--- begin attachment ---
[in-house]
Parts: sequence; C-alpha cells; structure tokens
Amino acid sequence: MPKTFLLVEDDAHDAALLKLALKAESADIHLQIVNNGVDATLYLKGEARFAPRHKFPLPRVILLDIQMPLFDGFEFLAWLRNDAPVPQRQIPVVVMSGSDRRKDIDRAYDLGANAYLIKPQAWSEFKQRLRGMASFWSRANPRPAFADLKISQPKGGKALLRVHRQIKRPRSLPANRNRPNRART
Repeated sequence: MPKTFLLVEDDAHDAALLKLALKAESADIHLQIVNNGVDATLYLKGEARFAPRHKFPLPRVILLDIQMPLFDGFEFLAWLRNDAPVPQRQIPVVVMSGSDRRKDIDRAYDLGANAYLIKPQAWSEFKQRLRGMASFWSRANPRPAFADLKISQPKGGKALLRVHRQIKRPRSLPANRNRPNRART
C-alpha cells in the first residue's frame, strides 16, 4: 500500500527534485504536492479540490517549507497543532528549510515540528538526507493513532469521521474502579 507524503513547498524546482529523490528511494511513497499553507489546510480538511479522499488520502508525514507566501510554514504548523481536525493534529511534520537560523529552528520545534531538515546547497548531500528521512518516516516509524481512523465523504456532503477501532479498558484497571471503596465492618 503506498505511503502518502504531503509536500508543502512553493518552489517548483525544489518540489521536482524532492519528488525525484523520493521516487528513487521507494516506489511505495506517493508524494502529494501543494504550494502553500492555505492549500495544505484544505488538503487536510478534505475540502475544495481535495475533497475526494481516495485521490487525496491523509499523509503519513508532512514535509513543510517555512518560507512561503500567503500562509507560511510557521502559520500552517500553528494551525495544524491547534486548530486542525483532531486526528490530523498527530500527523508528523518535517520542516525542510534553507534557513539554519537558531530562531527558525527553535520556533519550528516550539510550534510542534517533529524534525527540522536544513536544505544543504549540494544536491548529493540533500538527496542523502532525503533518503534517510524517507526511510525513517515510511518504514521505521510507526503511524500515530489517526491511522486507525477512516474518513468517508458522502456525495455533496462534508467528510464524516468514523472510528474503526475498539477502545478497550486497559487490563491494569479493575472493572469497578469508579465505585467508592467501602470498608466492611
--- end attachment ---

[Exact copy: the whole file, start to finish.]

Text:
[in-house]
Parts: sequence; C-alpha cells; structure tokens
Amino acid sequence: MPKTFLLVEDDAHDAALLKLALKAESADIHLQIVNNGVDATLYLKGEARFAPRHKFPLPRVILLDIQMPLFDGFEFLAWLRNDAPVPQRQIPVVVMSGSDRRKDIDRAYDLGANAYLIKPQAWSEFKQRLRGMASFWSRANPRPAFADLKISQPKGGKALLRVHRQIKRPRSLPANRNRPNRART
Repeated sequence: MPKTFLLVEDDAHDAALLKLALKAESADIHLQIVNNGVDATLYLKGEARFAPRHKFPLPRVILLDIQMPLFDGFEFLAWLRNDAPVPQRQIPVVVMSGSDRRKDIDRAYDLGANAYLIKPQAWSEFKQRLRGMASFWSRANPRPAFADLKISQPKGGKALLRVHRQIKRPRSLPANRNRPNRART
C-alpha cells in the first residue's frame, strides 16, 4: 500500500527534485504536492479540490517549507497543532528549510515540528538526507493513532469521521474502579 507524503513547498524546482529523490528511494511513497499553507489546510480538511479522499488520502508525514507566501510554514504548523481536525493534529511534520537560523529552528520545534531538515546547497548531500528521512518516516516509524481512523465523504456532503477501532479498558484497571471503596465492618 503506498505511503502518502504531503509536500508543502512553493518552489517548483525544489518540489521536482524532492519528488525525484523520493521516487528513487521507494516506489511505495506517493508524494502529494501543494504550494502553500492555505492549500495544505484544505488538503487536510478534505475540502475544495481535495475533497475526494481516495485521490487525496491523509499523509503519513508532512514535509513543510517555512518560507512561503500567503500562509507560511510557521502559520500552517500553528494551525495544524491547534486548530486542525483532531486526528490530523498527530500527523508528523518535517520542516525542510534553507534557513539554519537558531530562531527558525527553535520556533519550528516550539510550534510542534517533529524534525527540522536544513536544505544543504549540494544536491548529493540533500538527496542523502532525503533518503534517510524517507526511510525513517515510511518504514521505521510507526503511524500515530489517526491511522486507525477512516474518513468517508458522502456525495455533496462534508467528510464524516468514523472510528474503526475498539477502545478497550486497559487490563491494569479493575472493572469497578469508579465505585467508592467501602470498608466492611